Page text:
April 10, 1963—The debut of Francis Poulenc’s Clarinet Sonata turned into an unanticipated memorial at Carnegie Hall. With the 63-year-old French composer dying of a massive heart attack only four months before, Leonard Bernstein replaced him at the piano, accompanying featured soloist Benny Goodman.
Twenty-five years before, Goodman’s performance at Carnegie had been a brassy, joyous affair that gave the imprimatur of New York’s most serious musical venue to big-band jazz. In contrast, his appearance in the Poulenc piece took on a somber tone.
In terms of personality, Poulenc and the "King of Swing" could not have differed more. The American, for all the joy his music gave the Greatest Generation, was such a taskmaster that years later, musicians who once played for him spoke of what a martinet he could be. Poulenc, far more of an easygoing eccentric, also displayed far more duality: "something of the monk and something of the rascal," according to music critic Claude Rostand. Never entirely able to sublimate his homosexual orientation, he also was a devout Roman Catholic who wrote an opera, Dialogues of the Carmelites (1957), that stands a fair chance of becoming a staple of modern musical theater—even though it features no romance or melodrama, only an order of nuns martyred during the French Revolution.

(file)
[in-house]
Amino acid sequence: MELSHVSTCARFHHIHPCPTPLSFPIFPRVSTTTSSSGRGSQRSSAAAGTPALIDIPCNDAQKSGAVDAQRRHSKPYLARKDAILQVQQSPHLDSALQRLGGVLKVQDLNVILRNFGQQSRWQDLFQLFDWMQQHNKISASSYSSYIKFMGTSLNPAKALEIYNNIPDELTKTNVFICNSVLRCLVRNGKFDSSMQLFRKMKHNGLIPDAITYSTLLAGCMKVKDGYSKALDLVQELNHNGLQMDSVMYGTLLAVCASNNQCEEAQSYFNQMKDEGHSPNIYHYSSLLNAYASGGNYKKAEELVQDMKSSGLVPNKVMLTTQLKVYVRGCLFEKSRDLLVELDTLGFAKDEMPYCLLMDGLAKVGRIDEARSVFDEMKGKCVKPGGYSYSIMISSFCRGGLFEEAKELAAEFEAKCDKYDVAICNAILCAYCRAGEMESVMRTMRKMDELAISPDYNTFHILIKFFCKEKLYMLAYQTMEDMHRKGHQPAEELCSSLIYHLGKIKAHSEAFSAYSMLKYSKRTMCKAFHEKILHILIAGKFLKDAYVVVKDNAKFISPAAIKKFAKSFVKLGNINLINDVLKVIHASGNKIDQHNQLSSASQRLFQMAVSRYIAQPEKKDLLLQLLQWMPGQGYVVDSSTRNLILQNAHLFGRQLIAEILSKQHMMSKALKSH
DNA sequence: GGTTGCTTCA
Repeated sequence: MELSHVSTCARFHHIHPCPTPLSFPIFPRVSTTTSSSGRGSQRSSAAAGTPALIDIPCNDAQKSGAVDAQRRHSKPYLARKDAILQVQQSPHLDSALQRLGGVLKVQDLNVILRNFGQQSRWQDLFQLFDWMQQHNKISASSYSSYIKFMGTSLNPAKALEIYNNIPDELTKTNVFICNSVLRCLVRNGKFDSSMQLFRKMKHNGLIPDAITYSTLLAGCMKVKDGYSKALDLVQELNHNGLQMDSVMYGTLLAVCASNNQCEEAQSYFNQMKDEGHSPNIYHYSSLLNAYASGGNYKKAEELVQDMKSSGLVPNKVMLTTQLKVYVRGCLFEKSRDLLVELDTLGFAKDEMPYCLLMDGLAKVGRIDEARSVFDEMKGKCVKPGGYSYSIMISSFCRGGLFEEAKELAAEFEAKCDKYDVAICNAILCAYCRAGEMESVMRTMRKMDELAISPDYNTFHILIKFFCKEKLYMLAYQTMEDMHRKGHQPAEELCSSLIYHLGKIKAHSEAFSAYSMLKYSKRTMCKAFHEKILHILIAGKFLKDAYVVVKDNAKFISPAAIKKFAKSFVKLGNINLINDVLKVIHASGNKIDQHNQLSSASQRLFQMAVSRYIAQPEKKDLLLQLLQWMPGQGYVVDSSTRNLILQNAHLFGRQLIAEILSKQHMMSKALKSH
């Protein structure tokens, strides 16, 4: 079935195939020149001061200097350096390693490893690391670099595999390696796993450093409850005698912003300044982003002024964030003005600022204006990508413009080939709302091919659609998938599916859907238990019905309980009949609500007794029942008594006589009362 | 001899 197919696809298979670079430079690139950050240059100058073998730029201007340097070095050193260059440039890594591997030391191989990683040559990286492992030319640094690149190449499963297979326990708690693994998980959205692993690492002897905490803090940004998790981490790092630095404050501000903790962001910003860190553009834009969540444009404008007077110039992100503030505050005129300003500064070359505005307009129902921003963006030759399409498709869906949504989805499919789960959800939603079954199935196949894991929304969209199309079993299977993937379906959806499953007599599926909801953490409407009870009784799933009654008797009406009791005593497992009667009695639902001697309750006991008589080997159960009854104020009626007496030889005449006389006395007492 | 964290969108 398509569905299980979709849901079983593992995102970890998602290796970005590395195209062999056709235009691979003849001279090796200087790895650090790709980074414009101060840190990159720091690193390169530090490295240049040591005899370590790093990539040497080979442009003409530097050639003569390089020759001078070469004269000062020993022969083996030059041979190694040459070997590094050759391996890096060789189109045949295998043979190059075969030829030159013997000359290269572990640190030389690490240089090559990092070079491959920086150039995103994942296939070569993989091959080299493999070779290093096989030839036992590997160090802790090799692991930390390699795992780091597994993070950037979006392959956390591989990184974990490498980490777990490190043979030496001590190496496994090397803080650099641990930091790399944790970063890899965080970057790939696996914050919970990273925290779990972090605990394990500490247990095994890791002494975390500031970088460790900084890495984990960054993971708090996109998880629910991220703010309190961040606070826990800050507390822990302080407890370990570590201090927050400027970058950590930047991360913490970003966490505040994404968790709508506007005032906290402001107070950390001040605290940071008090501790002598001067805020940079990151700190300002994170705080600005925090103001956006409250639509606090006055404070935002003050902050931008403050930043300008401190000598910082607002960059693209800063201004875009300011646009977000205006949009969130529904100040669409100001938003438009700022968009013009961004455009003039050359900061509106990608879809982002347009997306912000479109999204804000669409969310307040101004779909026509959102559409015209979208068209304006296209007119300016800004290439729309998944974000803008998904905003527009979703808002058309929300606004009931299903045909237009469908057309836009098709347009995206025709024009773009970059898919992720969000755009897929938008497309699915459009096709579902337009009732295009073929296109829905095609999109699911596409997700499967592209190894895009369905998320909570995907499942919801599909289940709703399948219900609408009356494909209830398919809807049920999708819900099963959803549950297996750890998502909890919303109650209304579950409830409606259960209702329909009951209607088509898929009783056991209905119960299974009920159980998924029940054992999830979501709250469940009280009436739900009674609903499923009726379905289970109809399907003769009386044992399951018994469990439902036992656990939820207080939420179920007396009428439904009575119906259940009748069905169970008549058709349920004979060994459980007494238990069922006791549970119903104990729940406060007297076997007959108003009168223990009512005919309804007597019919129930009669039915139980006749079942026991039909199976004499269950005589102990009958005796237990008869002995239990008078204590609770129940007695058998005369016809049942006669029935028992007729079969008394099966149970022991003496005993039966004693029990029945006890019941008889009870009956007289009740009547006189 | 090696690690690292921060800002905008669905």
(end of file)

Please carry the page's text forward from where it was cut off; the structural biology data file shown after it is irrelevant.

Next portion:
In terms of music, however, Poulenc and Goodman evinced a similar crossover sensibility. From early in his career, Poulenc composed witty, jazz-inflected pieces as well as the melodic, Romantic-influenced works for which he was better known. By the 1960s, with bebop pushing to the side his own big-band sound, Goodman increasingly widened his musical perspective to take in classical works. In the next two decades, he would perform classical works with his daughters acccompanying him on the piano and cello, and he died in 1986 while playing a Brahms sonata on his clarinet in his New York home.
Goodman had commissioned this piece from Poulenc, and it turned out to be one of the last (if not the last) works the Frenchman wrote before his untimely death. Bernstein, another musician with crossover tendencies (Poulenc deeply admired his West Side Story), was honored to step in for his friend.
For a fine assessment of Poulenc’s career (the piece that got me interested in him in the first place), this one by Terry Teachout of The Wall Street Journal is the place to start. This YouTube clip, a performance by Anton Dressler on the clarinet and John Novacek at the piano, also gives a fine sense of Goodman’s fortune in commissioning this sterling late-career work.